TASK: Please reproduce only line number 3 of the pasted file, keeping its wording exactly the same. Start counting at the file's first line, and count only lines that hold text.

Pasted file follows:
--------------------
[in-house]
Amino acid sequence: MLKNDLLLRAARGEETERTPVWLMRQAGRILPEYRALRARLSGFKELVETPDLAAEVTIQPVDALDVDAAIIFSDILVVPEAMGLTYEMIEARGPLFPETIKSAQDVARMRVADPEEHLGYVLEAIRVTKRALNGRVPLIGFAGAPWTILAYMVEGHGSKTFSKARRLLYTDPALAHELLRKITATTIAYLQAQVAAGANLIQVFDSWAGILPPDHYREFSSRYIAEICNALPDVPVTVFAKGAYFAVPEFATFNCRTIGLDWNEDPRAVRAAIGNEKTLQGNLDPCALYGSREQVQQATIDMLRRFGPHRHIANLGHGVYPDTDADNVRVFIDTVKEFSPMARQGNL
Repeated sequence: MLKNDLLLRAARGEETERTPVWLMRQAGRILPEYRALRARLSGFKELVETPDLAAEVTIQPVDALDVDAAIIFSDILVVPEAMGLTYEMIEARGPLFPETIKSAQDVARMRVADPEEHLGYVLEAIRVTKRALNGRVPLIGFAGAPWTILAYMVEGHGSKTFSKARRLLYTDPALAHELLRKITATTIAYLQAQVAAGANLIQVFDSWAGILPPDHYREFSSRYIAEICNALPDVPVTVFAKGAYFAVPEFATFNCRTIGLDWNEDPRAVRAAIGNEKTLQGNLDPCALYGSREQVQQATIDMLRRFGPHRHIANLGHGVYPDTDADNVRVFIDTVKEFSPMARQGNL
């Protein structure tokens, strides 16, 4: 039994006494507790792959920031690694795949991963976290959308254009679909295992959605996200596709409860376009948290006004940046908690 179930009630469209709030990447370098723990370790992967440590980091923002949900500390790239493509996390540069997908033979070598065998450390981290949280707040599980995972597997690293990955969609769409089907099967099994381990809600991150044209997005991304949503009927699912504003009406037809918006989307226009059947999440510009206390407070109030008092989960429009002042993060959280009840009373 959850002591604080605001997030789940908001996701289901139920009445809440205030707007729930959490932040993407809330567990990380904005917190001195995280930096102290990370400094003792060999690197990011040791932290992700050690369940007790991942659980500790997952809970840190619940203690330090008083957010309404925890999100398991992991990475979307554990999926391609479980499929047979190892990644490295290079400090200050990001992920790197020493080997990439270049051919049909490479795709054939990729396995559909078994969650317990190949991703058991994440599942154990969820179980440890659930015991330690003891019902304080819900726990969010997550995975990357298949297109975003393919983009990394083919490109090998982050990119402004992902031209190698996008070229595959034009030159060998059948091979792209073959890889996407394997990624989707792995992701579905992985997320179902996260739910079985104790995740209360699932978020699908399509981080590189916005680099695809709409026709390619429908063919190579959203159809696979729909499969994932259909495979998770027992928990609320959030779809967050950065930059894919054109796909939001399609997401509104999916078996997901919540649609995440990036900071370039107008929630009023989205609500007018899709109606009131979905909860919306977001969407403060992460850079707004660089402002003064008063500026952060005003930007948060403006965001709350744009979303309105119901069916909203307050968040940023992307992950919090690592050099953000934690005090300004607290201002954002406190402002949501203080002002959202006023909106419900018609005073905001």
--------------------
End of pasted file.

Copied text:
Repeated sequence: MLKNDLLLRAARGEETERTPVWLMRQAGRILPEYRALRARLSGFKELVETPDLAAEVTIQPVDALDVDAAIIFSDILVVPEAMGLTYEMIEARGPLFPETIKSAQDVARMRVADPEEHLGYVLEAIRVTKRALNGRVPLIGFAGAPWTILAYMVEGHGSKTFSKARRLLYTDPALAHELLRKITATTIAYLQAQVAAGANLIQVFDSWAGILPPDHYREFSSRYIAEICNALPDVPVTVFAKGAYFAVPEFATFNCRTIGLDWNEDPRAVRAAIGNEKTLQGNLDPCALYGSREQVQQATIDMLRRFGPHRHIANLGHGVYPDTDADNVRVFIDTVKEFSPMARQGNL